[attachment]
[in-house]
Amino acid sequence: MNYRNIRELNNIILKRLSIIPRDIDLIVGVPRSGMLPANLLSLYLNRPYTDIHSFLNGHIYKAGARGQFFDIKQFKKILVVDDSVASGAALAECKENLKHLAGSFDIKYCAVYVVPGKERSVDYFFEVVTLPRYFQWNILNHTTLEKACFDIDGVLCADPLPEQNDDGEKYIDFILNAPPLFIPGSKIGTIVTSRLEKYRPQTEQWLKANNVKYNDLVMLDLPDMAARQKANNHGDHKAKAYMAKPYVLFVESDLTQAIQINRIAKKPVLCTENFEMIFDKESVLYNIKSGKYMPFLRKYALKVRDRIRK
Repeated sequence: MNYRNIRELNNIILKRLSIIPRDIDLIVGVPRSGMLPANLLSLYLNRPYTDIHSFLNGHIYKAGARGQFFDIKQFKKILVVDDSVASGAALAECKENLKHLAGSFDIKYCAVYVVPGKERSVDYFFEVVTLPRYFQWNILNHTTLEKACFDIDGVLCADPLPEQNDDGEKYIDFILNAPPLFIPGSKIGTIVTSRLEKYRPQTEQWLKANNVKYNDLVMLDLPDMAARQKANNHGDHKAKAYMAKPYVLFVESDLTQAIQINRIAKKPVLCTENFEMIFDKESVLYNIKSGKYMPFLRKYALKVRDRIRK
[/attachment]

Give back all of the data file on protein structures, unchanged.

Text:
[in-house]
Amino acid sequence: MNYRNIRELNNIILKRLSIIPRDIDLIVGVPRSGMLPANLLSLYLNRPYTDIHSFLNGHIYKAGARGQFFDIKQFKKILVVDDSVASGAALAECKENLKHLAGSFDIKYCAVYVVPGKERSVDYFFEVVTLPRYFQWNILNHTTLEKACFDIDGVLCADPLPEQNDDGEKYIDFILNAPPLFIPGSKIGTIVTSRLEKYRPQTEQWLKANNVKYNDLVMLDLPDMAARQKANNHGDHKAKAYMAKPYVLFVESDLTQAIQINRIAKKPVLCTENFEMIFDKESVLYNIKSGKYMPFLRKYALKVRDRIRK
Repeated sequence: MNYRNIRELNNIILKRLSIIPRDIDLIVGVPRSGMLPANLLSLYLNRPYTDIHSFLNGHIYKAGARGQFFDIKQFKKILVVDDSVASGAALAECKENLKHLAGSFDIKYCAVYVVPGKERSVDYFFEVVTLPRYFQWNILNHTTLEKACFDIDGVLCADPLPEQNDDGEKYIDFILNAPPLFIPGSKIGTIVTSRLEKYRPQTEQWLKANNVKYNDLVMLDLPDMAARQKANNHGDHKAKAYMAKPYVLFVESDLTQAIQINRIAKKPVLCTENFEMIFDKESVLYNIKSGKYMPFLRKYALKVRDRIRK